Asiana Flight 214 was carrying 291 passengers and 16 crew members when it crash landed Saturday on the runway after striking a seawall.

Three passengers died, including a girl who died of her injuries Friday morning. More than 180 others were injured.

ADVERTISEMENT
Part of complete coverage on
Asiana Flight 214 crash
June 25, 2014 -- Updated 1237 GMT (2037 HKT)
Pilots botched the approach and landing of Asiana Airlines Flight 214 in San Francisco nearly a year ago, causing a crash that killed three people and injured 187 others, investigators concluded.
June 24, 2014 -- Updated 1809 GMT (0209 HKT)
The National Transportation Safety Board held a hearing to determine the cause of the 2013 Asiana Flight 214 plane crash.
January 19, 2014 -- Updated 1836 GMT (0236 HKT)
A group of passengers who were aboard an Asiana Airlines flight that crash-landed has sued aircraft manufacturer Boeing.
October 20, 2013 -- Updated 1626 GMT (0026 HKT)
The firefighter who accidentally ran over and killed a 16-year-old girl who survived the crash will not be charged in the case.
February 26, 2014 -- Updated 1129 GMT (1929 HKT)
The U.S. Department of Transportation fined Asiana Airlines $500,000 for failing to assist families following the crash of Asiana flight 214 in San Francisco in July.
July 9, 2013 -- Updated 0943 GMT (1743 HKT)
The two teen girls were close friends, each looking forward to a summer trip to California to improve their English.
July 9, 2013 -- Updated 1435 GMT (2235 HKT)
After 10 long hours in the sky, the Jang children couldn't wait to get off the plane.
July 10, 2013 -- Updated 1034 GMT (1834 HKT)
I didn't expect my 5-year-old daughter to first learn about airplane crashes while we were in the air.
July 12, 2013 -- Updated 1042 GMT (1842 HKT)
Shortly after Asiana Airlines Flight 214 crashed in San Francisco, passengers and witnesses pleaded with 911 responders to send help -- some frantically, some insistently.
Here's what we know about the crash landing, told through animation and graphics.
July 9, 2013 -- Updated 1429 GMT (2229 HKT)
As a plume of black smoke billowed from Asiana Airlines flight 214 after it crash landed, images were captured of passengers collecting their carry-on items before evacuating.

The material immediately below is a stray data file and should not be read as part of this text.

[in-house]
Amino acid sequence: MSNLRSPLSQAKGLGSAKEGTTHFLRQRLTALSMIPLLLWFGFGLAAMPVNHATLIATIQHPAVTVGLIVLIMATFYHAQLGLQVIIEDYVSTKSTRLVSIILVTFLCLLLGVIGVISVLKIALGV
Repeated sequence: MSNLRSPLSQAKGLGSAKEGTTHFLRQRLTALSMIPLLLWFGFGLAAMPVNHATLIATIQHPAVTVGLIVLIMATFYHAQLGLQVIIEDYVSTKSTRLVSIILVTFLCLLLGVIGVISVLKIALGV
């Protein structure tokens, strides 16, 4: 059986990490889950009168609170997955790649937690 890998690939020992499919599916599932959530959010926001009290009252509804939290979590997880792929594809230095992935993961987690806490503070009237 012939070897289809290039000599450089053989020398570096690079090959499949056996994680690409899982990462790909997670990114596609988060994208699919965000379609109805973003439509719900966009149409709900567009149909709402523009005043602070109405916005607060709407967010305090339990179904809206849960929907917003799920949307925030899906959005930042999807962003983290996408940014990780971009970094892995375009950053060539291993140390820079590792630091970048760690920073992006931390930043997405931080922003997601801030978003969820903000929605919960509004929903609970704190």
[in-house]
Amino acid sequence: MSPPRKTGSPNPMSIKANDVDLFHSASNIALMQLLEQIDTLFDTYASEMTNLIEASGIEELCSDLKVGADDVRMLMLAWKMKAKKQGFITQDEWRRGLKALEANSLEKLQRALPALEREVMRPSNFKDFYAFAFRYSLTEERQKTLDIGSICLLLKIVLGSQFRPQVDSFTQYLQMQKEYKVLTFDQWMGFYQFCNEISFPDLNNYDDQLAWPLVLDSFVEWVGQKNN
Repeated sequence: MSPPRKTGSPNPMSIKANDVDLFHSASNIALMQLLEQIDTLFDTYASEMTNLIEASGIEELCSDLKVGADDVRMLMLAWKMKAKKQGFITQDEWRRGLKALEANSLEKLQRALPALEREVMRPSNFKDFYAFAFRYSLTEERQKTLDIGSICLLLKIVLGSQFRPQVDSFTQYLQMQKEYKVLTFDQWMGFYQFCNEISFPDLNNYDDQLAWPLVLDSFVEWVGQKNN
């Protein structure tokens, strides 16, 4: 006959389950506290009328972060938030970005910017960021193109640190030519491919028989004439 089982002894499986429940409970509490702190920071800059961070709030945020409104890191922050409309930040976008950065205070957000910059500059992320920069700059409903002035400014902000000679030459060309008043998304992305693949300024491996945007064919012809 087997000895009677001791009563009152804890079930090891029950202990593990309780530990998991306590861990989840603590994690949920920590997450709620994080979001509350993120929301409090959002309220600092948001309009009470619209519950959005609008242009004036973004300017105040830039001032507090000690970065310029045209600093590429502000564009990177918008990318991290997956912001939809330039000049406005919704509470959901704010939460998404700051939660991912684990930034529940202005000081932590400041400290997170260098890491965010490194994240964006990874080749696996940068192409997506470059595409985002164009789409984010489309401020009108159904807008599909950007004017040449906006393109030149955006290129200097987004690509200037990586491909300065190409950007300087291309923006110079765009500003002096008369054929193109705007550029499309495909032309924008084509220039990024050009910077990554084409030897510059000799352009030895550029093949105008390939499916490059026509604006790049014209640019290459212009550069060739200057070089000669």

July 10, 2013 -- Updated 1946 GMT (0346 HKT)
Inside the cockpit of the Airbus A380 at Le Bourget airport on June 12, 2005.
Pilots will need more cockpit training to become fully certified first officers for U.S. passenger and cargo airlines.
July 10, 2013 -- Updated 0600 GMT (1400 HKT)
Veteran flight attendant Lee Yoon Hye sensed something was awry as Flight 214 neared the San Francisco International Airport runway.
July 10, 2013 -- Updated 1614 GMT (0014 HKT)
As Asiana Airlines Flight 214 flew into San Francisco, the Boeing 777's 219 passengers didn't know that the man at the controls had never landed this kind of plane at this airport before.
July 8, 2013 -- Updated 1351 GMT (2151 HKT)
"Look at that one -- look at how his nose is up in the air."
July 8, 2013 -- Updated 0041 GMT (0841 HKT)
Of the 307 people on board, only two are confirmed dead.
July 8, 2013 -- Updated 0036 GMT (0836 HKT)
Nearly three hours after the crash, David Eun walked through customs at San Francisco International Airport. By then, the adrenaline rush was subsiding enough that he could begin processing the enormity of it all.
July 19, 2013 -- Updated 1752 GMT (0152 HKT)
Photos from the scene show a trail of debris down the runway and people waiting for their loved ones.
July 8, 2013 -- Updated 0019 GMT (0819 HKT)
Asiana Airlines had coped with a pair of deadly crashes over the past 20 years before a Boeing 777 crash landed in San Francisco and burst into flames on Saturday.
ADVERTISEMENT